Mount Rainier End of Season Blow-out

With rain turning to snow in the mountains and the subsequent closing of roads, I found myself of the slopes of Mt. Rainier taking advantage of some great fall weather. While all of these destinations can be reached during the dog days of winter, some have serious avalanche dangers and all require much more time and effort to reach.

SW Side: Pyramid Peak and Lower Success Cleaver

These destinations are reached most easily from the West Side Road which closes at the Paradise-Nisqually Road for the winter. From the barricade 2.5 miles from the Paradise Nisqually road, hike the road from approximately a mile and locate the Tahoma Creek Trail (at the first major westward bend). The trail is not signed and not maintained to the same standard as other trails in the park, but it is certainly passable. Follow this trail for about 2.5 miles to the junction with the Wonderland Trail. Cross the suspension bridge and continue south on the Wonderland Trail for 1.4 miles to Indian Henry's Hunting Ground and the junction with the Mirror Lakes Trail. Follow the Mirror Lakes Trail for 0.7 miles to the small mirror lakes and continue past the "End of Maintained Trail" sign. The path continues into a basin west of Pyramid Peak then climbs to Pyramids south Ridge and follows this to the summit.

Pyramid Peak


Lower Success Cleaver

Success Cleaver offers the only route to the summit that does not include glacier travel, but it not necessarily easier or less dangerous than many other routes (snow and ice to 45 degrees, avalanche hazard, rockfall hazard and 3500' of exposure). The portion of this cleaver below 8500' is not steep and is generally broad. The next 1000'+ becomes somewhat steeper and exposed before the first of several traverses on the route marks the beginning of the serious climbing. From 6400' on the path to Pyramid Peak, traverse around Pyramid Peak's west side then make a short descent to the base of the cleaver. From the crest of the cleaver there are excellent views of the South Tahoma Glacier and its headwall along with many of Rainier's other south and west side features.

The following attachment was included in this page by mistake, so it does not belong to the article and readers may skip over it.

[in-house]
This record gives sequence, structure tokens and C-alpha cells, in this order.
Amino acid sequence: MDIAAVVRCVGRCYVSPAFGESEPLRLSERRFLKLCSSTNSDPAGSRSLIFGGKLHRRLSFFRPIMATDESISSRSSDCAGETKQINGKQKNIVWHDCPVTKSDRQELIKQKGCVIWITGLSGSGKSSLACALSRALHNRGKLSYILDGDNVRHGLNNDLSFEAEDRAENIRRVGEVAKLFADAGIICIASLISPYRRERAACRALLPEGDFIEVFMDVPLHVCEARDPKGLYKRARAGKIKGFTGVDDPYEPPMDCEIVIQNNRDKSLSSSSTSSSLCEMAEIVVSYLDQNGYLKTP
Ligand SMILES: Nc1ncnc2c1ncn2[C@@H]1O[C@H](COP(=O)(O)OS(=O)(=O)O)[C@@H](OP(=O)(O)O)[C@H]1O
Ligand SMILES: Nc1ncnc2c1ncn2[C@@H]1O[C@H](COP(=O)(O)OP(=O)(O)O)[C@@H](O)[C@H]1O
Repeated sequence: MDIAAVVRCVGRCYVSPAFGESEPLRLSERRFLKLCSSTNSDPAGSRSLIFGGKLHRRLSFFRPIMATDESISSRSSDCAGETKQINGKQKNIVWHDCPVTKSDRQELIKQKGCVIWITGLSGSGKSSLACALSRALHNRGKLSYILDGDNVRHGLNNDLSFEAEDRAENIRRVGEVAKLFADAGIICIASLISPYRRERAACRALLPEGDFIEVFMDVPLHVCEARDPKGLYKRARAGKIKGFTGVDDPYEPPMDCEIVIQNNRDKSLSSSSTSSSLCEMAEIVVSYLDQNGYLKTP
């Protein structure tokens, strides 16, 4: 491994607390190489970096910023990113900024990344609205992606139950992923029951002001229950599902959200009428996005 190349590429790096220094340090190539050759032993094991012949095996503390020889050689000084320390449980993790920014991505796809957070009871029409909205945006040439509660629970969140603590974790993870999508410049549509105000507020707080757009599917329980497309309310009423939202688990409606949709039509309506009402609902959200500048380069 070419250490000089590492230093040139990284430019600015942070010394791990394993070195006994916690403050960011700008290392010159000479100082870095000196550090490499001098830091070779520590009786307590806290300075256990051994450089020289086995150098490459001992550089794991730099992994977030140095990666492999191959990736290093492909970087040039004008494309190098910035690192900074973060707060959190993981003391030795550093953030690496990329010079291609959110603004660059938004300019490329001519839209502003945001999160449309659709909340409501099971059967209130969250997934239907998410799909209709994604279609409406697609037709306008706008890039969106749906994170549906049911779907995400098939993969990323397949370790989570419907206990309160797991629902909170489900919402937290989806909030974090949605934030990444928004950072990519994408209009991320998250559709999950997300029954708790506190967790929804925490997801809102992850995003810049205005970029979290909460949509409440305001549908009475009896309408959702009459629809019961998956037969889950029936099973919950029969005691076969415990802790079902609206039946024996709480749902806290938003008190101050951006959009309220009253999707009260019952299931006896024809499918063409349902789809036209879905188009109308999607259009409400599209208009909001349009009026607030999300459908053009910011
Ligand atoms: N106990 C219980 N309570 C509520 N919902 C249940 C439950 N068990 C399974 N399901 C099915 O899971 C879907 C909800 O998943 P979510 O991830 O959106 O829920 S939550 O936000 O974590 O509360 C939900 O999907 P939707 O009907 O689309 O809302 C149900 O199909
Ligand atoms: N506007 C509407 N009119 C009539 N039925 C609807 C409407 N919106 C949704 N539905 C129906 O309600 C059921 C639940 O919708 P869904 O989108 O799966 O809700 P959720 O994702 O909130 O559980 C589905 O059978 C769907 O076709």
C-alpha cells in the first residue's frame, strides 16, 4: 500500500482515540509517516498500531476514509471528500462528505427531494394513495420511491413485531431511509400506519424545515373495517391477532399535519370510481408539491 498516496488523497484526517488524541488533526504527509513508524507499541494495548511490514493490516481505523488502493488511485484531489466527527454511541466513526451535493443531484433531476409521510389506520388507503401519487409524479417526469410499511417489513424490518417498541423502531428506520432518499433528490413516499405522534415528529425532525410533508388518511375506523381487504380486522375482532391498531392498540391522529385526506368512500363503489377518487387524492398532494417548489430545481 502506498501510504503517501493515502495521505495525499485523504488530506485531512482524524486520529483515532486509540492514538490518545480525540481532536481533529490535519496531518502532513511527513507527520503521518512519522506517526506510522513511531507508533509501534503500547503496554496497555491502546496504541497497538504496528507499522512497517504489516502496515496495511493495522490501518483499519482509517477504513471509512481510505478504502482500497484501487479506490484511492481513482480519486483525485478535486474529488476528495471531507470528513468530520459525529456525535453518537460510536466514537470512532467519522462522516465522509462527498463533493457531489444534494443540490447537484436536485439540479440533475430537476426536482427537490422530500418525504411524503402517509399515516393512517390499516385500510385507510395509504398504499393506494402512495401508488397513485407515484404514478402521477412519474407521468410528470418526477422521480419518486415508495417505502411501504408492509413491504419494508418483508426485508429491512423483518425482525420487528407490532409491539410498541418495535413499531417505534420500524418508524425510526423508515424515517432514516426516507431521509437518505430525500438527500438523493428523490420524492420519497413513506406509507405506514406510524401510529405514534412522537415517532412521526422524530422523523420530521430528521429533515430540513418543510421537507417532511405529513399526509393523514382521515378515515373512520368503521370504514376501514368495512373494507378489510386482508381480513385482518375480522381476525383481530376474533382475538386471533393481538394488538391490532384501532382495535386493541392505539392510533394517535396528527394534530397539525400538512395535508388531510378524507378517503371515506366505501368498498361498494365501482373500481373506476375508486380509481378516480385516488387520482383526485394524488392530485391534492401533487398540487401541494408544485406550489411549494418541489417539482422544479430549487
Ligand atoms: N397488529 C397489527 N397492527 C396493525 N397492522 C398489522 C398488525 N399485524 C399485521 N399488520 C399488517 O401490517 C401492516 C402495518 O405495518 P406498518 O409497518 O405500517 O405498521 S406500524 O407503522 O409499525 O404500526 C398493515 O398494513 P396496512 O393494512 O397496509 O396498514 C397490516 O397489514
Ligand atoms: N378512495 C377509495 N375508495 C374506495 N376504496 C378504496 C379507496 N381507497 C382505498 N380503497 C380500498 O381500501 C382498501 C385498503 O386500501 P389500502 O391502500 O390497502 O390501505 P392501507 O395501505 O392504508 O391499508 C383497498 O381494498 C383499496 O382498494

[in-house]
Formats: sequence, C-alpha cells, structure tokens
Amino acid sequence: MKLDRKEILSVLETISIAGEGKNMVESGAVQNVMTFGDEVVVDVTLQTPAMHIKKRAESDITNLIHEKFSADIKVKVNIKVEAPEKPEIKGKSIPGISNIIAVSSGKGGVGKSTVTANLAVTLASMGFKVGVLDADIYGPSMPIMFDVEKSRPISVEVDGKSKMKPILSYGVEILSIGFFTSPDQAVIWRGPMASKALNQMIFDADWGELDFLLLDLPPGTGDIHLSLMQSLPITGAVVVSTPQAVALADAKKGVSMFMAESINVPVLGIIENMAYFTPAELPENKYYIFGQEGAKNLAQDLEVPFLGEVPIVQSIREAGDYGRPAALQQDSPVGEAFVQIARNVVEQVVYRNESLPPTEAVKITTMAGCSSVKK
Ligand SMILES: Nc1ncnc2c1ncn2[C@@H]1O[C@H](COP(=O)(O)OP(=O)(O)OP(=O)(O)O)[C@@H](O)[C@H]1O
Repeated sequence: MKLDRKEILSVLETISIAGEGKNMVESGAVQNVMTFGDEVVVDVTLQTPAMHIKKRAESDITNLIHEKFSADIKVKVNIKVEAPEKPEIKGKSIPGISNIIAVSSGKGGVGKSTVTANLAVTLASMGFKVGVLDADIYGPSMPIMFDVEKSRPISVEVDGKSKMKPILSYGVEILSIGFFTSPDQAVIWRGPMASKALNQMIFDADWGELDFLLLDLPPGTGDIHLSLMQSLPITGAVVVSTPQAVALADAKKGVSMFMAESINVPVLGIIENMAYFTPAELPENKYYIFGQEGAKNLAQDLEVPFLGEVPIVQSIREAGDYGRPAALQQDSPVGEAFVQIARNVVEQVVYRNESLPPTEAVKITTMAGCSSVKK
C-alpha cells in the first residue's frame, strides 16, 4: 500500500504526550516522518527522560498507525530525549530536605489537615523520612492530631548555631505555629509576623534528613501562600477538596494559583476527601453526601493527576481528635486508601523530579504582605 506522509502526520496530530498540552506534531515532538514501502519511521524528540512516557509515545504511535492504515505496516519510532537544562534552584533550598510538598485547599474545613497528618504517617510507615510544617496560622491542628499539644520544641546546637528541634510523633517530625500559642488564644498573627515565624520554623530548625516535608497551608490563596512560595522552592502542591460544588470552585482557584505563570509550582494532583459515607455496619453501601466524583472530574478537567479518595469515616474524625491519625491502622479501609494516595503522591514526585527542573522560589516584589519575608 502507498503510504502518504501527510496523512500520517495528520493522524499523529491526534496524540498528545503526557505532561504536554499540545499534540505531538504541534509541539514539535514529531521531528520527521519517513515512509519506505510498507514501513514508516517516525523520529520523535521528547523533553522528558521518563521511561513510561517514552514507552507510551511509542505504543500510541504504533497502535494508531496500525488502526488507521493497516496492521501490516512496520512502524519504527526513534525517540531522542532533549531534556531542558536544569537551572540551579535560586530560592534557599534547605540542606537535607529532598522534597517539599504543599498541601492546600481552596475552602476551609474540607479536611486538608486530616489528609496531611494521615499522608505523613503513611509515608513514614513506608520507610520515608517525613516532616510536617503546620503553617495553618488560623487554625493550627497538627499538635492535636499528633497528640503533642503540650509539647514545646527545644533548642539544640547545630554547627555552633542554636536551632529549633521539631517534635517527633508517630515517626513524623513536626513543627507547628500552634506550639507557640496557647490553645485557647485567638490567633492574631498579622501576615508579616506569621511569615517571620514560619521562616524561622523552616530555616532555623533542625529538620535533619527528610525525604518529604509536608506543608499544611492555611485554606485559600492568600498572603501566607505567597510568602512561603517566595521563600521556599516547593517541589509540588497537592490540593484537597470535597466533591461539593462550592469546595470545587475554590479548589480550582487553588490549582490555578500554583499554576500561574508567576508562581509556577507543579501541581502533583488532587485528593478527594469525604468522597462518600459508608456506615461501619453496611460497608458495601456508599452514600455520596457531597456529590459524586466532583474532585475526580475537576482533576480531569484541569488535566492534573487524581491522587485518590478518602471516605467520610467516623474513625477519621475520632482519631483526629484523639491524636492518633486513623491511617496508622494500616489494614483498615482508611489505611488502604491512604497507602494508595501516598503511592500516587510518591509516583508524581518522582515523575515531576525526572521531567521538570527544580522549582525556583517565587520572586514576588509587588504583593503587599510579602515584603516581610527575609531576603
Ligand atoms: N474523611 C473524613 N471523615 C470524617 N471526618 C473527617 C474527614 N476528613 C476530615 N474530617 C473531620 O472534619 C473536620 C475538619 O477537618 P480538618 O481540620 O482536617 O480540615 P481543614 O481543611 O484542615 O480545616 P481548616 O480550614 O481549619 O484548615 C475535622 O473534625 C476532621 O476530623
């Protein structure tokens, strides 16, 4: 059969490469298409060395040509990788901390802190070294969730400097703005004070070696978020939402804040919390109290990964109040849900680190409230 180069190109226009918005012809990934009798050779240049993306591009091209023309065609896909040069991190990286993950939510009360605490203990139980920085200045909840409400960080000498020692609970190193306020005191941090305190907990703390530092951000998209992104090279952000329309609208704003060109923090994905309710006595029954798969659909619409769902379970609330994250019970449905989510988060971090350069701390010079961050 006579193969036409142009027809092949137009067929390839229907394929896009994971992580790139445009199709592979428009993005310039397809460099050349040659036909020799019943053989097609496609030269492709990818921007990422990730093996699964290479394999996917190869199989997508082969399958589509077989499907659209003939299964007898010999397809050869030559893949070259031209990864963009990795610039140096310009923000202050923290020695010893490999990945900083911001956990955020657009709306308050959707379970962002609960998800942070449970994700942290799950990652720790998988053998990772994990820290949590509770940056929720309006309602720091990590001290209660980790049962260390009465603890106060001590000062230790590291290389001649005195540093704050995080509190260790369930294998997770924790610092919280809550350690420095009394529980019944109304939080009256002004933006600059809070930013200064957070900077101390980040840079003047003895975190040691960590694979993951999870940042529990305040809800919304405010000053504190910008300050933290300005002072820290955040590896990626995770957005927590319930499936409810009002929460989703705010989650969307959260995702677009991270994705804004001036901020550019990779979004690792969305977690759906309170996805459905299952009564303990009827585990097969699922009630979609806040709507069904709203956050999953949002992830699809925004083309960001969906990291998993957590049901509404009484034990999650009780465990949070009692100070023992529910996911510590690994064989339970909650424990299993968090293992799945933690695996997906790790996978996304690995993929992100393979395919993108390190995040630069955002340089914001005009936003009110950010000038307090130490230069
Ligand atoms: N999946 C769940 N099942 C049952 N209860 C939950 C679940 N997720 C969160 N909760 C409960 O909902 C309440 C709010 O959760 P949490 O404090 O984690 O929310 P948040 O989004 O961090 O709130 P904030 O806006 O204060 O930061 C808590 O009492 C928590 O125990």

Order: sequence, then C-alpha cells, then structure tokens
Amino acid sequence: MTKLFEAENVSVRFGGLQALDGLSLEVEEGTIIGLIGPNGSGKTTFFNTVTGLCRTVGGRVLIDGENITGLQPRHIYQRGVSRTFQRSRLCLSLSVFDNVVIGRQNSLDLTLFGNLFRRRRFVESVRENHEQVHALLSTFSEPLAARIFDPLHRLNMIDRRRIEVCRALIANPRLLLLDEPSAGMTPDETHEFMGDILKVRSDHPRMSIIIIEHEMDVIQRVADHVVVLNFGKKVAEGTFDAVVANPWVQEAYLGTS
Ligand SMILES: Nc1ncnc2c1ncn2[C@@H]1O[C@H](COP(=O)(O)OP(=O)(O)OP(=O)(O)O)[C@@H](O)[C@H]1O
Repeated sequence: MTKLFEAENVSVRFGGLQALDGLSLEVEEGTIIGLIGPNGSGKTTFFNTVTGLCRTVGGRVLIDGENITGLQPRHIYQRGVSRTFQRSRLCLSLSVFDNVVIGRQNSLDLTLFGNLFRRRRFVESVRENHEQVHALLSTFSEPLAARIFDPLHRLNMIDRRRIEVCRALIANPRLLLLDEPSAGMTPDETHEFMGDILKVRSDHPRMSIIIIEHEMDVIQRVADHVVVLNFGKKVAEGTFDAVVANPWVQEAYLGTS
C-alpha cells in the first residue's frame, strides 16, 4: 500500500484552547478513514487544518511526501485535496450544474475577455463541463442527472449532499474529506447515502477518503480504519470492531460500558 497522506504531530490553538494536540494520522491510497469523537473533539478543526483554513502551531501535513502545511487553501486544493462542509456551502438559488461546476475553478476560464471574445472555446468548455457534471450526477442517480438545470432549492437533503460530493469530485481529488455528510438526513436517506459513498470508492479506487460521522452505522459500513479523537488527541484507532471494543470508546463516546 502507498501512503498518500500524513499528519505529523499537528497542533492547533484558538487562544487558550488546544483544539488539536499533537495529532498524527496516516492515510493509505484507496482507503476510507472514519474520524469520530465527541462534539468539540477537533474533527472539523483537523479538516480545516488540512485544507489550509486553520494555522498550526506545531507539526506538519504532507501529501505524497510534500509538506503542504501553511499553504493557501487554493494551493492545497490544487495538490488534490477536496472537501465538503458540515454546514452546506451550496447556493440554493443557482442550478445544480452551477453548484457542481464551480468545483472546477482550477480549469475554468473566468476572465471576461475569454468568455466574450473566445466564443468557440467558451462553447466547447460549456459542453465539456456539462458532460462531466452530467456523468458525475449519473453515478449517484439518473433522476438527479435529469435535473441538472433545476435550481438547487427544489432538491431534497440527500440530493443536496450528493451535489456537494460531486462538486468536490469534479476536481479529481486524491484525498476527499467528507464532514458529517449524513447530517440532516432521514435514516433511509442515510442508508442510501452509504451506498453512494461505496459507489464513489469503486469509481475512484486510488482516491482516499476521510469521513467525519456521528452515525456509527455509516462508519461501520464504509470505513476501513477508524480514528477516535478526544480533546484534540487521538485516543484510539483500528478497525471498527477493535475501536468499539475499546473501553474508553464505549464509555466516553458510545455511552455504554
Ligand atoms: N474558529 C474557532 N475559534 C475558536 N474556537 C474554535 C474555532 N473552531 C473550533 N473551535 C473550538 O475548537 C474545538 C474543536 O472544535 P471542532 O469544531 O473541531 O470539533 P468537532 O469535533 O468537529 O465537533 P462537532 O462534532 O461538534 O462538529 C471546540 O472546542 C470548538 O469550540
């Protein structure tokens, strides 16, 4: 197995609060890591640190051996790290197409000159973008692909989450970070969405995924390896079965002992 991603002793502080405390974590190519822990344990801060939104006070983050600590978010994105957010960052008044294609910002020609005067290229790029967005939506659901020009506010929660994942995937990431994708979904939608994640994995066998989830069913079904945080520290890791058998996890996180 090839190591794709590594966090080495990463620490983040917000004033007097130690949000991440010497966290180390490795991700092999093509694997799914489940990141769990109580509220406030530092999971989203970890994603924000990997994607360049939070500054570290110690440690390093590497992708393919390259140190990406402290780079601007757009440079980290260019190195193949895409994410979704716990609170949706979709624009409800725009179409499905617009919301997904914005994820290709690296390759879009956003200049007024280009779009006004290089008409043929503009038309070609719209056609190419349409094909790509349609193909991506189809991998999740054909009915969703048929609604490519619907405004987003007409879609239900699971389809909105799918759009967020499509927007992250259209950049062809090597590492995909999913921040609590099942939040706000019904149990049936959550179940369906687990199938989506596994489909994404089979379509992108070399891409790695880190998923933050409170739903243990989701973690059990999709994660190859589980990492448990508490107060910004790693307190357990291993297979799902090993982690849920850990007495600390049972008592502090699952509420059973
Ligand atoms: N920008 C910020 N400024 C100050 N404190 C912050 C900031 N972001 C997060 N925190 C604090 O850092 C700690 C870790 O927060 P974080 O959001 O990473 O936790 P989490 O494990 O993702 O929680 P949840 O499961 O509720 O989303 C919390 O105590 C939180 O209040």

NW Side: Echo Rock and Observation Rock and Point 8600'+ on Ptarmigan Ridge

Perhaps some of Mount Rainiers most impressive features and hardest routes can be seen the area near Spray Park: The Mowich Face and Ptarmigan Ridge on the NW side; and Liberty Wall, Liberty Ridge, Willis Wall and Curtis Ridge on it's North side. This area is hard to beat.

From Mowich Lake, take the Wonderland Trail south for 0.5 miles to the junction with the Spray Park Trail. Follow this trail to spray park (~4 miles to the 6400' high point). An alternate route to Spray Park is a non-maintained route that passes through Knapsack Pass (shorter and generally faster, but not necessarily easier; expect some route finding). From the high point in Spray Park, follow a path (vanishes after a short distance) along a minor rib to a small glacier remnant (one of the Flett Glaciers).

From the glacier, Echo Rock, Observation Rock and Ptarmigan Ridge can be gained. Echo Rock is climbed on loose rock and ledges on its SW side with a short class 2-3 section at the summit. Observation Rock is climbed on its east then completed on the SW slope. The most difficult part of this climb may be getting to the SW slope. Climb a moderately steep section of hard snow and ice or make a short ascent on the Russell Glacier (depending on the year, crevasses may make the Russell a this a less appealing option) From the top of the steep snow and ice slope, traverse to the SW slope and ascend to the summit.

Echo Rock




Observation Rock

Another good location in this area is an 8600'+ high point on Ptarmigan Ridge. From the top of the steep snow and ice slope on the Observation Rock Route, follow on or near the crest of the rib that connects with Ptarmigan ridge at 8600'. This spot offers a spectacular view of the North Mowich Glacier (no photo, out of film).